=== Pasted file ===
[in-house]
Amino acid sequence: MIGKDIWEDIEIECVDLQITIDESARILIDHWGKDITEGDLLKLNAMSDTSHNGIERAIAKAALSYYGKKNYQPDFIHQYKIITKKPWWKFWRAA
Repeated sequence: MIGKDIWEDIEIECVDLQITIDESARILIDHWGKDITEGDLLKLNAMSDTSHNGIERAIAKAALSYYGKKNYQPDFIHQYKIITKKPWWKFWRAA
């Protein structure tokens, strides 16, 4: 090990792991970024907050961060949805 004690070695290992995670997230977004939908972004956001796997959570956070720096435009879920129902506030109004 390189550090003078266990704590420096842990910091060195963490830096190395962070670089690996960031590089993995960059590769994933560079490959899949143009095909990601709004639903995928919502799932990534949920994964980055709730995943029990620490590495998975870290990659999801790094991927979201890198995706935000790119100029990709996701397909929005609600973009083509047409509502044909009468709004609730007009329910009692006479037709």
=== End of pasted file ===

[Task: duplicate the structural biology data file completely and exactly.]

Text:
[in-house]
Amino acid sequence: MIGKDIWEDIEIECVDLQITIDESARILIDHWGKDITEGDLLKLNAMSDTSHNGIERAIAKAALSYYGKKNYQPDFIHQYKIITKKPWWKFWRAA
Repeated sequence: MIGKDIWEDIEIECVDLQITIDESARILIDHWGKDITEGDLLKLNAMSDTSHNGIERAIAKAALSYYGKKNYQPDFIHQYKIITKKPWWKFWRAA
């Protein structure tokens, strides 16, 4: 090990792991970024907050961060949805 004690070695290992995670997230977004939908972004956001796997959570956070720096435009879920129902506030109004 390189550090003078266990704590420096842990910091060195963490830096190395962070670089690996960031590089993995960059590769994933560079490959899949143009095909990601709004639903995928919502799932990534949920994964980055709730995943029990620490590495998975870290990659999801790094991927979201890198995706935000790119100029990709996701397909929005609600973009083509047409509502044909009468709004609730007009329910009692006479037709």